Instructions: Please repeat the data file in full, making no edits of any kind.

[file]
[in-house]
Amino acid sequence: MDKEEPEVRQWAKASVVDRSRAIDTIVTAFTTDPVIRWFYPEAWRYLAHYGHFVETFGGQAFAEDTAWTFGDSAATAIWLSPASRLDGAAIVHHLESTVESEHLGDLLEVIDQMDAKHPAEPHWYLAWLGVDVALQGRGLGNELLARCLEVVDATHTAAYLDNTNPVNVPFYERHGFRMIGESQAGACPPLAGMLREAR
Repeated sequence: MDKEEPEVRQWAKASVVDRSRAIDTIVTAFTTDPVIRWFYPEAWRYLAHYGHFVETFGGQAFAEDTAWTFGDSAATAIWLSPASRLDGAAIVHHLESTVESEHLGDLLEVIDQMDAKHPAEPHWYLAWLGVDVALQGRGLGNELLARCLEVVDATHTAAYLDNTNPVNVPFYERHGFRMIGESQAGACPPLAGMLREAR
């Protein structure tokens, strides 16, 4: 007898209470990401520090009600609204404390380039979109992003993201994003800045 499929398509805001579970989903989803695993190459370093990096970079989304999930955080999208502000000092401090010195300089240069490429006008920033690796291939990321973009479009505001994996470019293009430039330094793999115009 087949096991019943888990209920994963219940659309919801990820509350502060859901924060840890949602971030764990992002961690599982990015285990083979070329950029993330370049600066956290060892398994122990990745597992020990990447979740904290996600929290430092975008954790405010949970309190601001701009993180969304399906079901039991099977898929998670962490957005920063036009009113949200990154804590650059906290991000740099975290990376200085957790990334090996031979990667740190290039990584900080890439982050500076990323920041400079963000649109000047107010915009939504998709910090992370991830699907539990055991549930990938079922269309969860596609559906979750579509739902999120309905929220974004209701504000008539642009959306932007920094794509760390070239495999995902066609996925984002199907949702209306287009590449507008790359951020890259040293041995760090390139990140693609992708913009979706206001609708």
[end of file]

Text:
[in-house]
Amino acid sequence: MDKEEPEVRQWAKASVVDRSRAIDTIVTAFTTDPVIRWFYPEAWRYLAHYGHFVETFGGQAFAEDTAWTFGDSAATAIWLSPASRLDGAAIVHHLESTVESEHLGDLLEVIDQMDAKHPAEPHWYLAWLGVDVALQGRGLGNELLARCLEVVDATHTAAYLDNTNPVNVPFYERHGFRMIGESQAGACPPLAGMLREAR
Repeated sequence: MDKEEPEVRQWAKASVVDRSRAIDTIVTAFTTDPVIRWFYPEAWRYLAHYGHFVETFGGQAFAEDTAWTFGDSAATAIWLSPASRLDGAAIVHHLESTVESEHLGDLLEVIDQMDAKHPAEPHWYLAWLGVDVALQGRGLGNELLARCLEVVDATHTAAYLDNTNPVNVPFYERHGFRMIGESQAGACPPLAGMLREAR
């Protein structure tokens, strides 16, 4: 007898209470990401520090009600609204404390380039979109992003993201994003800045 499929398509805001579970989903989803695993190459370093990096970079989304999930955080999208502000000092401090010195300089240069490429006008920033690796291939990321973009479009505001994996470019293009430039330094793999115009 087949096991019943888990209920994963219940659309919801990820509350502060859901924060840890949602971030764990992002961690599982990015285990083979070329950029993330370049600066956290060892398994122990990745597992020990990447979740904290996600929290430092975008954790405010949970309190601001701009993180969304399906079901039991099977898929998670962490957005920063036009009113949200990154804590650059906290991000740099975290990376200085957790990334090996031979990667740190290039990584900080890439982050500076990323920041400079963000649109000047107010915009939504998709910090992370991830699907539990055991549930990938079922269309969860596609559906979750579509739902999120309905929220974004209701504000008539642009959306932007920094794509760390070239495999995902066609996925984002199907949702209306287009590449507008790359951020890259040293041995760090390139990140693609992708913009979706206001609708």